Automotive technicians in short supply and high demand
Demand for light and heavy vehicle automotive technicians is strong because:
- high rates of car ownership in New Zealand mean a large number of cars regularly need servicing
- high volumes of freight, such as wood, plants, meat and seafood, are transported by road, and this will likely increase, meaning more trucks will need servicing
- large roading projects and forestry operations use earthmoving and forestry equipment, trucks and other heavy vehicles, which need servicing.
There are not enough automotive technicians to meet demand, and employers find it difficult to get staff.
As a result, motor mechanic (automotive technician) and automotive air conditioning technician appear on Immigration New Zealand's regional skill shortage list. Diesel motor mechanic (heavy vehicle automotive technician) appears on Immigration New Zealand's long-term skill shortage list. This means the Government is actively encouraging skilled automotive technicians from overseas to work in New Zealand.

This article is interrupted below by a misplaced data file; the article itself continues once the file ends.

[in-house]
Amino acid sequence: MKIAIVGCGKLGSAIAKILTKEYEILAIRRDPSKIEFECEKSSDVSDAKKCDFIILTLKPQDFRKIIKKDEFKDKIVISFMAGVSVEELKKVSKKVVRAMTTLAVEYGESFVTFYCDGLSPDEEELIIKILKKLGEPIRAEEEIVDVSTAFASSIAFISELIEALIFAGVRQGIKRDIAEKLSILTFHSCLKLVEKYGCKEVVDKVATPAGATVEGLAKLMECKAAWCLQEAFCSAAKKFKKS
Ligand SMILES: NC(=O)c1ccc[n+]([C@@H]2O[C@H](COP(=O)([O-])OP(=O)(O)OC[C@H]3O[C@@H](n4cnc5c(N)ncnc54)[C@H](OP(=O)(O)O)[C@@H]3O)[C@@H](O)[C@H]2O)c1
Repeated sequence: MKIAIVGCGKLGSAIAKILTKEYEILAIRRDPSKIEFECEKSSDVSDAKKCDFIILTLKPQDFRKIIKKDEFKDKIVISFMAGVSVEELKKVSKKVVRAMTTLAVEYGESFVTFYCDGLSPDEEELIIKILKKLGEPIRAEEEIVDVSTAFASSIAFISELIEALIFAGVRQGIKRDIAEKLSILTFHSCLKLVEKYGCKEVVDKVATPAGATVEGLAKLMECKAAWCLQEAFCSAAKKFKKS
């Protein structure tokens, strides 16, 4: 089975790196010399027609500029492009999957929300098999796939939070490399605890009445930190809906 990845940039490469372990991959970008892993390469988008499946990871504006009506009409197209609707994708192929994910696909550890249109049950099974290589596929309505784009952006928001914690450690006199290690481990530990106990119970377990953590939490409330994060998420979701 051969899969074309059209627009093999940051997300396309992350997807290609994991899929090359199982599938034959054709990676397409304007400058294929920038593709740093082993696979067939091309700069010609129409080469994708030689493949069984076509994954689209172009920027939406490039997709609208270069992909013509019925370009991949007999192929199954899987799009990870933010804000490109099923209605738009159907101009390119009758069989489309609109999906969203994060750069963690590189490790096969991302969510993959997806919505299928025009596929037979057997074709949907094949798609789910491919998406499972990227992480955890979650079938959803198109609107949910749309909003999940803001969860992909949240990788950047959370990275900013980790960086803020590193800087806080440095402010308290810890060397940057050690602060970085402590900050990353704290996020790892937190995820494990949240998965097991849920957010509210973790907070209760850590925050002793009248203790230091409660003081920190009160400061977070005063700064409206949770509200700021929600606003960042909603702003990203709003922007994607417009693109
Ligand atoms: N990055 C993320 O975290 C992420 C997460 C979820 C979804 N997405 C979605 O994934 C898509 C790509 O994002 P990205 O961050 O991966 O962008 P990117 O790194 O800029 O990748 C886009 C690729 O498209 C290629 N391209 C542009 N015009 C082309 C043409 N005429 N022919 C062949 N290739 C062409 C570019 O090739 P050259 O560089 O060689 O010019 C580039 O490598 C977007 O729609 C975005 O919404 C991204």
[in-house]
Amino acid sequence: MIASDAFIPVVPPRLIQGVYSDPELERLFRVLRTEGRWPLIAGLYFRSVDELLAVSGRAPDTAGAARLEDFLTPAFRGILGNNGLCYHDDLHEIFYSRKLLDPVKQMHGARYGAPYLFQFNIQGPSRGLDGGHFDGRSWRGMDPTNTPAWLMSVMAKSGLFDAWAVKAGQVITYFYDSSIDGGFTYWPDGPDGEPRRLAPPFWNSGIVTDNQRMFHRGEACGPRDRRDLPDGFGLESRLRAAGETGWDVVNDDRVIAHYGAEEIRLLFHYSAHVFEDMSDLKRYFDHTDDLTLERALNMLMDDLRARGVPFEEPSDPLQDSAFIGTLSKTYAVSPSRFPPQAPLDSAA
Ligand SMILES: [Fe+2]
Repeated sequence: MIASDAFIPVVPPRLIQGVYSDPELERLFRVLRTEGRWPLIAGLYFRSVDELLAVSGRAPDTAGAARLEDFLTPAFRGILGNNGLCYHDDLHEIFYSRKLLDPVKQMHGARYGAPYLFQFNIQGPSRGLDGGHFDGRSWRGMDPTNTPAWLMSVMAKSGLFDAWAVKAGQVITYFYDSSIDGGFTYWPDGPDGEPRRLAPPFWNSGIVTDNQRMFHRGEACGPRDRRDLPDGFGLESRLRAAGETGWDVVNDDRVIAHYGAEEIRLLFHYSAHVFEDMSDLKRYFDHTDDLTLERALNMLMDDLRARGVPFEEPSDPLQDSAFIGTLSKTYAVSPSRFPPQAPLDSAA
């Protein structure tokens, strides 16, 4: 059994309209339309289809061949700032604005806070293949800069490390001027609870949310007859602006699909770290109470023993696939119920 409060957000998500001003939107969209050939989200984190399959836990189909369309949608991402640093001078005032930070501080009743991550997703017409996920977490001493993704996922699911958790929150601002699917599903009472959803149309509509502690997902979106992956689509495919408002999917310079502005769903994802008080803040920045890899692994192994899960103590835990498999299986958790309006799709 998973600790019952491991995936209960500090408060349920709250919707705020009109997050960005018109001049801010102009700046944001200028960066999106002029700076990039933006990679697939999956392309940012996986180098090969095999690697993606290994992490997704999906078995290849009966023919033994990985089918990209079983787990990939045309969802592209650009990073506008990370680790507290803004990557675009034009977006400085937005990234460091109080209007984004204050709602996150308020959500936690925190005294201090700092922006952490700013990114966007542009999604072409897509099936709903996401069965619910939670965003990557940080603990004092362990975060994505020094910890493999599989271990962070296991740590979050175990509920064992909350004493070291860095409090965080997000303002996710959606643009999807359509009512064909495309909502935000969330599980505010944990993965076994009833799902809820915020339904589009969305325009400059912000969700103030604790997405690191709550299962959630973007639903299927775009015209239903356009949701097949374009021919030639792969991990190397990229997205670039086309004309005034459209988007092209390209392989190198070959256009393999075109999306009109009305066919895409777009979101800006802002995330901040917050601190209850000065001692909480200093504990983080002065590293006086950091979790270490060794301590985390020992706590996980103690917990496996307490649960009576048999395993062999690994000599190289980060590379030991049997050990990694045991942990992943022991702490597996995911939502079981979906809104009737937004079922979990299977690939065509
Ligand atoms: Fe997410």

According to the Census, 14,955 automotive technicians (motor mechanics) worked in New Zealand in 2018.
Types of employers varied
Automotive technicians work for:
- vehicle dealerships and servicing companies
- agricultural equipment servicing companies
- heavy equipment servicing companies that deal with machines such as forklifts, excavators and earthmoving equipment
- road transport (heavy trucking) companies
- passenger transport (bus) companies
- workshops that specialise in fixing farm vehicles such as quad bikes.
Twelve percent of automotive technicians are self-employed, and 8% own a business where they employ others.